For the low and slow step, I prefer the oven as it is more forgiving (no checking to make sure the bottom doesn’t scorch) and I think it cooks more evenly.

However, you can also do these in the slow cooker or on the stovetop — just refer to the instructions at the end of the recipe below.

(Image credit: Joe Lingeman)

To Chill or Not to Chill?

Short ribs usually come with quite a bit of fat, and while you can trim some of this off before cooking I prefer not to, since it insulates the meat and keeps it moist and tender while cooking.

But all that fat, melted off during cooking, can give a pronounced greasy feel to the meat. So I prefer to chill short ribs overnight and remove the chilled fat before reheating and serving. They reheat easily on the stove or in the oven and usually taste even better with this overnight rest.

This step is also why I think short ribs are such a convenient dinner party dish! You can do all the work the day before then just reheat and serve.

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How To Make Braised Short Ribs in the Oven

Serves 4

Nutritional Info


  • 3 pounds

    bone-in beef short ribs

  • 2 tablespoons

    vegetable or high smoking point oil

  • Salt

  • Freshly ground black pepper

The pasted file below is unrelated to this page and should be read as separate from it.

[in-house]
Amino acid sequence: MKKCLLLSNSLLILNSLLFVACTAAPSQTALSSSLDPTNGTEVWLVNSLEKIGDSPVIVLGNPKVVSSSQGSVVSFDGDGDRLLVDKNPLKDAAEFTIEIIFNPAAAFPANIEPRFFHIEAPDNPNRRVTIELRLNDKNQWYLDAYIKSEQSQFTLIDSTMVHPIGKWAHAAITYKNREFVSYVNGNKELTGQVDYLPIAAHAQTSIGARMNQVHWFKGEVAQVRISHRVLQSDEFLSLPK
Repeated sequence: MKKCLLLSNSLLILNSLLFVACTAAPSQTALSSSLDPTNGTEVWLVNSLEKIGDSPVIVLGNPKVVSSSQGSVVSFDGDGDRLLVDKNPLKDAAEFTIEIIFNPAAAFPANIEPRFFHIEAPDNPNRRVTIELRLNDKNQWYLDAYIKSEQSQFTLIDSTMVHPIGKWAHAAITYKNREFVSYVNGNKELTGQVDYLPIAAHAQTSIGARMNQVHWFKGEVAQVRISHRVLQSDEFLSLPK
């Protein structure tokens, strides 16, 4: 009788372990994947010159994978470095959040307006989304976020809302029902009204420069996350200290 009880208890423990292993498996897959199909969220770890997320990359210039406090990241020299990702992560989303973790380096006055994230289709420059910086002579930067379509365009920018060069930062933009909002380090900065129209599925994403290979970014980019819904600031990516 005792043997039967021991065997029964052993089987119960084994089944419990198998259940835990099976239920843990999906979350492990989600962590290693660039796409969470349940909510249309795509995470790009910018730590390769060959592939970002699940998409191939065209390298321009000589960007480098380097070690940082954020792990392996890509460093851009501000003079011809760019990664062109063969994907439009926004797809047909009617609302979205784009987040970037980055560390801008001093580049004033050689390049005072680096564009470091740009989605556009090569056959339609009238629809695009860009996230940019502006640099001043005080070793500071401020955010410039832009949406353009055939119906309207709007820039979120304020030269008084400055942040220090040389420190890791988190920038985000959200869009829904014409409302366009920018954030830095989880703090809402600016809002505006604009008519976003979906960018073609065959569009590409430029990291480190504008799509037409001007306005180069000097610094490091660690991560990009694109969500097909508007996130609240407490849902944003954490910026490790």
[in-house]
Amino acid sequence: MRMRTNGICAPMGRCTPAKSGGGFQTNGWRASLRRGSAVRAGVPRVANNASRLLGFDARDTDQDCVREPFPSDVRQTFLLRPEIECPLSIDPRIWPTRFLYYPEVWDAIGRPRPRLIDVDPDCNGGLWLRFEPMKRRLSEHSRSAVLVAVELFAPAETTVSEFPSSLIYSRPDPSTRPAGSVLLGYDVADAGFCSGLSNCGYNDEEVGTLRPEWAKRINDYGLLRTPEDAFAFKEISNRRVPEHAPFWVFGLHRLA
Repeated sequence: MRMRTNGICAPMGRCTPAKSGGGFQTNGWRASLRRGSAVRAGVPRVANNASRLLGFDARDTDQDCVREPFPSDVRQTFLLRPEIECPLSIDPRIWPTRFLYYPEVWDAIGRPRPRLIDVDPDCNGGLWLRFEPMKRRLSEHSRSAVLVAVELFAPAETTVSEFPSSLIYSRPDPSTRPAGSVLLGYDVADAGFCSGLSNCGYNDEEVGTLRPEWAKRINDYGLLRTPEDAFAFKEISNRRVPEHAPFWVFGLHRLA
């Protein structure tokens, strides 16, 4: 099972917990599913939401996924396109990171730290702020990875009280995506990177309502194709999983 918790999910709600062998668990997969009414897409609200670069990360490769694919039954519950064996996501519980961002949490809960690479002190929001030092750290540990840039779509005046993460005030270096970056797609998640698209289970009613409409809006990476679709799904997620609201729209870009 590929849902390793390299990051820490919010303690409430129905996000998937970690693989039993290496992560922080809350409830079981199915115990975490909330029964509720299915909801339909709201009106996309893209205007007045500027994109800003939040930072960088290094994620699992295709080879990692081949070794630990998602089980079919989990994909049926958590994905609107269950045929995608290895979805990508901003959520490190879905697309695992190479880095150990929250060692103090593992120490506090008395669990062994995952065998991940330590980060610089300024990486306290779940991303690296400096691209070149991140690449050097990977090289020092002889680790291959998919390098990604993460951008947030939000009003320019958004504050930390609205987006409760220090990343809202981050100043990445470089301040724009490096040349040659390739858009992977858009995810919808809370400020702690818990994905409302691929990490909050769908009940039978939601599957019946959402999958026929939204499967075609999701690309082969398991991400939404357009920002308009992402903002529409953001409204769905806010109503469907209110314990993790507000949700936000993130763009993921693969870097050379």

• 1

    large onion, sliced

  • 4 cloves

    garlic, minced

  • 3 cups

    liquid, such as beer, wine, or low-sodium broth

  • 2 to 4 sprigs

    fresh herbs, such as rosemary or thyme


  • Pastry or basting brush

  • Dutch oven or deep sauté pan with a lid

  • Tongs


  1. Heat the oven and season the meat. Arrange a rack in the lower third of the oven, remove the racks above it, and heat to 325°F. Brush each short rib with the oil, then sprinkle generously with salt and pepper.

  2. Brown the short ribs. Heat a deep, wide Dutch oven or sauté pan over medium-high heat. Add the short ribs in one layer, leaving room between each and working in batches if necessary. Now would be a good moment to turn on your hood vent or fan, if you have one! Sear the short ribs without moving for several minutes on each side, letting them brown deeply. Use tongs to turn and sear all sides. This will take about 15 minutes total.